July 13, 2001



by Lisa Ross


I received piles of interesting responses to last week's column that took to task County Supervisor Bill Horn's redistricting proposal to trade Rancho Santa Fe and Fairbanks Ranch for his current 5th district holding, Escondido, against the advice of the Supervisors' own independent redistricting commission.

Apparently, the column flew by email around the North County, and I can safely report that even natives in his own northern 5th District are restless, with the notable exception of the ever-territory hungry San Marcos City Council who seem to like the idea very much because they voted to endorse the proposal.

It seems the prospects of scooping up the vulnerably bucolic and unincorporated Elfin Forest lying on the edge of their city into the arms of the very pro-development Bill Horn proved irresistible to the very pro-development San Marcos council members.

Supervisor Horn himself called to give me a much needed history lesson. I had no idea that twenty years ago Rancho Santa Fe was part of the Fifth District, as was Carlsbad and most of the territory just north of Del Mar and Carmel Valley. And, that after the 1980 census and some political wrangling by Del Mar rising political star Roger Hedgecock, the Ranch was joined to Del Mar.

And so, Mr. Horn let me know that he was attempting to "return the orphans to their home." I'd never really thought of those 3000 or more Rancho Santa Fe homesteaders as dangling orphans searching for a real home and identity before, but it only helped me understand why so many of them want to form their own city, not why they would want to attach themselves to Vista.

I have always admired Bill Horn for his chutzpah and willingness to charge into battle, even if it's one that puts him in the eye of a political storm. I had hoped that someone would rise to his defense this week in the interest of balance, but if my mail is any indication, which it is probably not, he's facing a tsunami on this one.

Horn nemesis and former County Planning Commissioner Patsy Fritz, hinting that she'll be running against Horn, again, emailed to express her outrage at the idea that the nice middle-class neighborhoods of Escondido would be jettisoned out of her district for the far more campaign contribution intense Rancho Santa Fe.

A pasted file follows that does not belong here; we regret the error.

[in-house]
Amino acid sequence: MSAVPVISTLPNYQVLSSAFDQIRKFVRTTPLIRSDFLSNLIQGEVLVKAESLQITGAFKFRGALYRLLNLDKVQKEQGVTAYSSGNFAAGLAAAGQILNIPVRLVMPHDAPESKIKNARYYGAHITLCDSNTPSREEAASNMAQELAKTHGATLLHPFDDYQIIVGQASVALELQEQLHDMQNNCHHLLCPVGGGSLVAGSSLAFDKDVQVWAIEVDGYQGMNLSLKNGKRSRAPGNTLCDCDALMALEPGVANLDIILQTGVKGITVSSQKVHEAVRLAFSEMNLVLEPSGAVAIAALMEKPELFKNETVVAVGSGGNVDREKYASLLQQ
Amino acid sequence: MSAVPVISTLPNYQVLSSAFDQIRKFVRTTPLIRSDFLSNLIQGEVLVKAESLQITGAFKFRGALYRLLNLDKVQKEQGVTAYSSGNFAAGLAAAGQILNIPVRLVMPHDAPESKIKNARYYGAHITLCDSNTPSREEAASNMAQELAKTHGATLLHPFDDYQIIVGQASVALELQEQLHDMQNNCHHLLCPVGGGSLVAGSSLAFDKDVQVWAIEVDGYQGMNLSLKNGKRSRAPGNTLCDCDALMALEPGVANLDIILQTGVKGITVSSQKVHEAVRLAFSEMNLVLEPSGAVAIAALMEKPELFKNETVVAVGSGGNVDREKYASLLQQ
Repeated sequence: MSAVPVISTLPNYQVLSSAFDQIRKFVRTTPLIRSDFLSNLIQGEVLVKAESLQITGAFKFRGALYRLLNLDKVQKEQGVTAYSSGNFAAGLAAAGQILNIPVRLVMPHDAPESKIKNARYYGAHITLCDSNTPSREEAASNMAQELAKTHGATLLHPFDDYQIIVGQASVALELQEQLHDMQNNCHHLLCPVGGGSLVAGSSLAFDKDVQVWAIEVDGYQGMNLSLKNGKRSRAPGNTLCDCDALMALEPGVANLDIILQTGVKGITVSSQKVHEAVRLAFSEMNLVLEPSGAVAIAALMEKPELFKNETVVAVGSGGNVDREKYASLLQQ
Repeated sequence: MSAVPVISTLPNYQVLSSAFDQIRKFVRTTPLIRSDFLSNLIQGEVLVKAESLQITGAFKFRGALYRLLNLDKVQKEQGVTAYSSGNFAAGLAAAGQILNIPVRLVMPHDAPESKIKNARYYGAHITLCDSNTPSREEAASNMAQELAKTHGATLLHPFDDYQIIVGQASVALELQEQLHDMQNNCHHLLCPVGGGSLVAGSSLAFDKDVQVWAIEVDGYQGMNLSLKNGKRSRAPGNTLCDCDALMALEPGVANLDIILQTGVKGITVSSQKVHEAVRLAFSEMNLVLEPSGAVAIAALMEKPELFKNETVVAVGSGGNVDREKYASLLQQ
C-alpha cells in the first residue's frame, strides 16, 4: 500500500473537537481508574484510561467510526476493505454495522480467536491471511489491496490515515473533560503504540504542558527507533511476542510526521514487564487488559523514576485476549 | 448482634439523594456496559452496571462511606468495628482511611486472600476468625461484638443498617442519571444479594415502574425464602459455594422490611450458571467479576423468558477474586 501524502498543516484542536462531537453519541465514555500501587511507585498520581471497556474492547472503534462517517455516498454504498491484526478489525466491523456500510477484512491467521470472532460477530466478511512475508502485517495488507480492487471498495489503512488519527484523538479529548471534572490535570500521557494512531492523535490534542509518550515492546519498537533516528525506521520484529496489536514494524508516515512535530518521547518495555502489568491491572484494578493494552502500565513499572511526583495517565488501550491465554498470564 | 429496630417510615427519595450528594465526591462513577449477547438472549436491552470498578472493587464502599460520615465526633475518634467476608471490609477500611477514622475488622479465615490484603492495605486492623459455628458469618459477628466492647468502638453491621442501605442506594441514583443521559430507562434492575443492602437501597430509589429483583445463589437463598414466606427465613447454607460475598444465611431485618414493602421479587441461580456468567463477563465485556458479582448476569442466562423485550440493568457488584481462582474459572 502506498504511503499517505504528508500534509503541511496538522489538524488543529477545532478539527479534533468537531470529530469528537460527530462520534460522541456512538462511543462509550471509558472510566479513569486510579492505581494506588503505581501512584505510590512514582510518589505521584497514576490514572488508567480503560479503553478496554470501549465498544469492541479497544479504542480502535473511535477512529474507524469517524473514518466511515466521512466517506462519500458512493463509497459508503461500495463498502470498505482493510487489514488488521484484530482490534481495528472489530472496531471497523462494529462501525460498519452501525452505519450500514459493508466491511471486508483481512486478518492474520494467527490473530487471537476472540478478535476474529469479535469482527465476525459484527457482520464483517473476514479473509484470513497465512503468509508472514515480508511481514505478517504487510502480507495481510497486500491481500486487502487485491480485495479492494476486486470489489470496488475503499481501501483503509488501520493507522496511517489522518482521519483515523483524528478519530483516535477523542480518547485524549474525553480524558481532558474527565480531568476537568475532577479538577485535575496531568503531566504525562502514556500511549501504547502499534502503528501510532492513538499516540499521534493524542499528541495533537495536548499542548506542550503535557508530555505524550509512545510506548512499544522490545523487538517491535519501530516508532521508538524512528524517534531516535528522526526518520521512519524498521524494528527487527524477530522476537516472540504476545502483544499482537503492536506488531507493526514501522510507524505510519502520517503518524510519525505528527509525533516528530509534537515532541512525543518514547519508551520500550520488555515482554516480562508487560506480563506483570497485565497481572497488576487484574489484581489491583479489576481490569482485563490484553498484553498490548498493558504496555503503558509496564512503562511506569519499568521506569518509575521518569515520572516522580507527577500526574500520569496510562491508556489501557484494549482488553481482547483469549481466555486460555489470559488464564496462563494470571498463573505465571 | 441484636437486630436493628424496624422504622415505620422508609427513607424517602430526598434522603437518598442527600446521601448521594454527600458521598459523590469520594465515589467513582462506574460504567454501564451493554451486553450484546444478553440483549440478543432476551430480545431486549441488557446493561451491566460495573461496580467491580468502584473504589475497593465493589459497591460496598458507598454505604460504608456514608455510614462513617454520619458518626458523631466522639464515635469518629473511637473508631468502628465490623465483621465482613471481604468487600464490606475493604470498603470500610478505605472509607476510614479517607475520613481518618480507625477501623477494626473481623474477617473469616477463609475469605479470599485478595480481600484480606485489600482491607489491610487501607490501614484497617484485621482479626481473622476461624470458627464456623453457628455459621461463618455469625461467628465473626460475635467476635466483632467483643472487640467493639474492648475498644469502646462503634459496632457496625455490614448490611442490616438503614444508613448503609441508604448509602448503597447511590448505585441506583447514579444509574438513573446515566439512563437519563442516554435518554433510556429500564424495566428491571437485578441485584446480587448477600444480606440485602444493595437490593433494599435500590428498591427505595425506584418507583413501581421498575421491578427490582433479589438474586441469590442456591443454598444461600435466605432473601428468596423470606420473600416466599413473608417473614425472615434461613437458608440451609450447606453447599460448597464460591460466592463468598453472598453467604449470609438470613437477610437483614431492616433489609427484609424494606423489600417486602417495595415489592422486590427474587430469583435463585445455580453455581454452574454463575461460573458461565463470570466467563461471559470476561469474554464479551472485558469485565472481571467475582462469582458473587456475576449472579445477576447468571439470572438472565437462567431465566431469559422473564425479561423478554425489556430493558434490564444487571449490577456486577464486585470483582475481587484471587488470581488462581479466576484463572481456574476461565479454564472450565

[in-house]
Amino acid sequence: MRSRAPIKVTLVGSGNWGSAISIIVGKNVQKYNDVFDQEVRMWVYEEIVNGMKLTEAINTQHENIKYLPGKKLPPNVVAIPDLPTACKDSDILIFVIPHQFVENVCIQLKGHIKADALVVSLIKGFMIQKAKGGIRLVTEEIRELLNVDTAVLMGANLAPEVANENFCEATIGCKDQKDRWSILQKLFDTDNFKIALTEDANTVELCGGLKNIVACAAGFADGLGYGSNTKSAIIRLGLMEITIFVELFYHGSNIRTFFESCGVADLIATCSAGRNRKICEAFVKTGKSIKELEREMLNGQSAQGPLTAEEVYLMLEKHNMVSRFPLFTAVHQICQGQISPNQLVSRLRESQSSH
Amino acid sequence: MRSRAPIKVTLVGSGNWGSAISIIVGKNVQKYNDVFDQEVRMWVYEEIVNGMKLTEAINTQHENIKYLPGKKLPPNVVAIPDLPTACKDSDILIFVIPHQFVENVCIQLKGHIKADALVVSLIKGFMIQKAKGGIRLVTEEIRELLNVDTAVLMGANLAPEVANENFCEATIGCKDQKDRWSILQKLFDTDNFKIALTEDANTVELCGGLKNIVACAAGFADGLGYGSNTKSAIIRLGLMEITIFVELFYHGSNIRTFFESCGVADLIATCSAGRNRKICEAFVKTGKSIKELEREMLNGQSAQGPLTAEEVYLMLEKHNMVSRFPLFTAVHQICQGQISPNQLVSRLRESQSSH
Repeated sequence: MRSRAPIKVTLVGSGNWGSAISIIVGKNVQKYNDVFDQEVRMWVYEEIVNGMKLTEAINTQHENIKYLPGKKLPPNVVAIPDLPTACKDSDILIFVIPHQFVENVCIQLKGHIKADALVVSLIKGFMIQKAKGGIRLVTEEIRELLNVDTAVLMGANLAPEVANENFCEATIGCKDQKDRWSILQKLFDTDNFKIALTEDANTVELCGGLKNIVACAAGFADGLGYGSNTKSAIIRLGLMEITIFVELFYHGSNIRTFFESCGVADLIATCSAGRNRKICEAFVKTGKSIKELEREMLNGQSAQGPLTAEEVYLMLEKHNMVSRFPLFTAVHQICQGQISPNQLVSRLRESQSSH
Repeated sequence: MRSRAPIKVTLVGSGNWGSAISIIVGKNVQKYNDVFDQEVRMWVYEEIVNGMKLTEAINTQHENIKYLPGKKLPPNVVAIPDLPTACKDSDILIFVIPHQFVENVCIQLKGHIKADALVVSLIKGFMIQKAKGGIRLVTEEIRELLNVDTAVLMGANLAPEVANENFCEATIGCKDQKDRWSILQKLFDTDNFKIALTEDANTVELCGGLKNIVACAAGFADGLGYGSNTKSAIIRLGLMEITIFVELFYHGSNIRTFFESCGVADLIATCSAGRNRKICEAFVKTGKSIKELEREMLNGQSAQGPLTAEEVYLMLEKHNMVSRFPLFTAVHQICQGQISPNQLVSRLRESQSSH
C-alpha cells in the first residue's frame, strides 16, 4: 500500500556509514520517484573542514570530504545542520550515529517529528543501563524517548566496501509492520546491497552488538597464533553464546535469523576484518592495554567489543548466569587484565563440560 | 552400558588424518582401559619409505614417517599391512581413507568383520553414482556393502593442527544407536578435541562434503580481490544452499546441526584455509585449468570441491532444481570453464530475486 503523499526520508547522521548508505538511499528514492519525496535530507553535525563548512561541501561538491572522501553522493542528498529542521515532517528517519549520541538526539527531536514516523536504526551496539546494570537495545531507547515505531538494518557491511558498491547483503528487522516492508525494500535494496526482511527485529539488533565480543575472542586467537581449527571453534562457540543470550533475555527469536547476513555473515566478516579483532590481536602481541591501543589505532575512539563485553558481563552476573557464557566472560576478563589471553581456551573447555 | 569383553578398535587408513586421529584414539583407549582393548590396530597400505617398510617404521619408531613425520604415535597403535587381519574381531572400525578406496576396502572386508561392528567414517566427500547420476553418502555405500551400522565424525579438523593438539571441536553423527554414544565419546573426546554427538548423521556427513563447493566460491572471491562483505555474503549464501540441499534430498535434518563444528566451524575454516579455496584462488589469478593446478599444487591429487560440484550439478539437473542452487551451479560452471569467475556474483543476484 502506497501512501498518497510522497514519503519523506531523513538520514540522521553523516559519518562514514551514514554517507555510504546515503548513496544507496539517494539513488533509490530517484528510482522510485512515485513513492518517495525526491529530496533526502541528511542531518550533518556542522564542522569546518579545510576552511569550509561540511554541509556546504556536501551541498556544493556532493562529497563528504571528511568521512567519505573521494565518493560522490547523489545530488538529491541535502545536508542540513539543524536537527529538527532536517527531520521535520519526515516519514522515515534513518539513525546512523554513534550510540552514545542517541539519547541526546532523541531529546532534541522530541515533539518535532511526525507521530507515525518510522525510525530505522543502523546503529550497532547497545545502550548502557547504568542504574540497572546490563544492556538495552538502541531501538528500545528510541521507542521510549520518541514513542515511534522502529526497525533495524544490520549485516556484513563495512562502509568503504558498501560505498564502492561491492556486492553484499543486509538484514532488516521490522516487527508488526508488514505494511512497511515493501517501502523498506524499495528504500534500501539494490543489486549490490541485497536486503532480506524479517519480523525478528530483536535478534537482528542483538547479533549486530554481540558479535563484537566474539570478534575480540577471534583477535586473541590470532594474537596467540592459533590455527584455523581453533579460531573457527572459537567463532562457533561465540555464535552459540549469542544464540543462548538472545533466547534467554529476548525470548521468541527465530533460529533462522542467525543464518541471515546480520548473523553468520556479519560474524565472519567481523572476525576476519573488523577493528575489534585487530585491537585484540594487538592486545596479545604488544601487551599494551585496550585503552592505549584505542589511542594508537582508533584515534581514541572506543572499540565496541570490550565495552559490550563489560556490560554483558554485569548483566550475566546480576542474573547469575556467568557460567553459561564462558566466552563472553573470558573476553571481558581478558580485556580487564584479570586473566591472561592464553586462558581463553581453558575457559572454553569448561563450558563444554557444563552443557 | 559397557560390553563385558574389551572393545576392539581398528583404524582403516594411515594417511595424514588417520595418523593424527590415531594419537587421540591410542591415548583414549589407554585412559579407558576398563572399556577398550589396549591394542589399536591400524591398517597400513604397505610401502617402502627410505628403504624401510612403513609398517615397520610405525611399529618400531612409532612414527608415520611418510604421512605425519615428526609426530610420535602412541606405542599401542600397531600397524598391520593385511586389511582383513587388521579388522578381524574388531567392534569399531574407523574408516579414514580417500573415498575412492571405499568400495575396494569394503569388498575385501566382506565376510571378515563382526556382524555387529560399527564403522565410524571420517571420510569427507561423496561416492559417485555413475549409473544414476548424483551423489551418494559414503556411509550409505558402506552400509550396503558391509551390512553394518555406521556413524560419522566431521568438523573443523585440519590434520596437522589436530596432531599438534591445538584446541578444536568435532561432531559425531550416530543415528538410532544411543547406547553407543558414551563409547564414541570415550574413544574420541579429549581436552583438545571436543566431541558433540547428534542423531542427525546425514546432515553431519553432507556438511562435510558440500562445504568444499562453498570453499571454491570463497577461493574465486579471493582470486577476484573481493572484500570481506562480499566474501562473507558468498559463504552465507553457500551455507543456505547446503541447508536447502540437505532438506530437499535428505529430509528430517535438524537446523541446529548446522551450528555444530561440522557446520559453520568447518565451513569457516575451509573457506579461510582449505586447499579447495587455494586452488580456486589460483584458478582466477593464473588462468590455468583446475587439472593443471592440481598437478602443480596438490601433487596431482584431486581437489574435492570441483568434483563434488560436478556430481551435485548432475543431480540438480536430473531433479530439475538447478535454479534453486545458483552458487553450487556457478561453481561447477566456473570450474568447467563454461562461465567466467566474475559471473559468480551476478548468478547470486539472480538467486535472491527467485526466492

Another email from a furious San Marcos resident echoed Ms. Fritz's belief that Horn's intent was to gain control over most of the remaining developable areas in the county that are not within city boundaries and are therefore under the Supervisors zoning rule.

The environmental community weighed in en masse, and with alarm, particularly the Endangered Habitat League, the organization that fights long and hard to create, maintain and make good the countywide Multiple Species Habitat Plans. They worry that Horn will diddle with the county's plan once in charge of the lands between Rancho Santa Fe and San Marcos.

The Supervisors, including Mr. Horn, did a good job picking redistricting commissioners, who include a prominent La Jolla environmental attorney and a very well respected La Mesa City Council Member and communications director for the enormously successful San Diego City Center Redevelopment Agency. He should have let them do their job and stayed out of the territory carving industry.

While the most people who wrote me this week weighed in with political conspiratorial theories, I believe Supervisor Bill Horn—he wants to reunite his fractured district. Trouble is, it isn't broke.